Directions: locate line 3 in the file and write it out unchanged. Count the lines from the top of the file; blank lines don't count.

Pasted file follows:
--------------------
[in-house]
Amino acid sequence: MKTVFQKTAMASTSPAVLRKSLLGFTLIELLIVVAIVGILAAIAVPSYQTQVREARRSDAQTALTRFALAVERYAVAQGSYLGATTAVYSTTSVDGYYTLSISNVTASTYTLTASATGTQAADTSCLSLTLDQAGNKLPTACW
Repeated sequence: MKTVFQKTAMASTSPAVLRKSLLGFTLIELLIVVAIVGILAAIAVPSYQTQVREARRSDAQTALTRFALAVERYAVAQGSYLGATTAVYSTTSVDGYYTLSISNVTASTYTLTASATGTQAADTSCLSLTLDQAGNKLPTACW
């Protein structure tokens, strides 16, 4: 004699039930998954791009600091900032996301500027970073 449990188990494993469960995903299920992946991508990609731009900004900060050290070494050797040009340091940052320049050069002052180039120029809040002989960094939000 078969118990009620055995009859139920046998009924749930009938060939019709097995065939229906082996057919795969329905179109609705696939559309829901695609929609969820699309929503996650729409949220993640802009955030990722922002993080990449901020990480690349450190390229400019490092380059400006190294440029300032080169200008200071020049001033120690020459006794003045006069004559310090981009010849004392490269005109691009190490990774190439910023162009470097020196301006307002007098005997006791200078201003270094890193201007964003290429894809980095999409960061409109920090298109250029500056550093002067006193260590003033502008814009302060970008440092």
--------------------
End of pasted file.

Repeated sequence: MKTVFQKTAMASTSPAVLRKSLLGFTLIELLIVVAIVGILAAIAVPSYQTQVREARRSDAQTALTRFALAVERYAVAQGSYLGATTAVYSTTSVDGYYTLSISNVTASTYTLTASATGTQAADTSCLSLTLDQAGNKLPTACW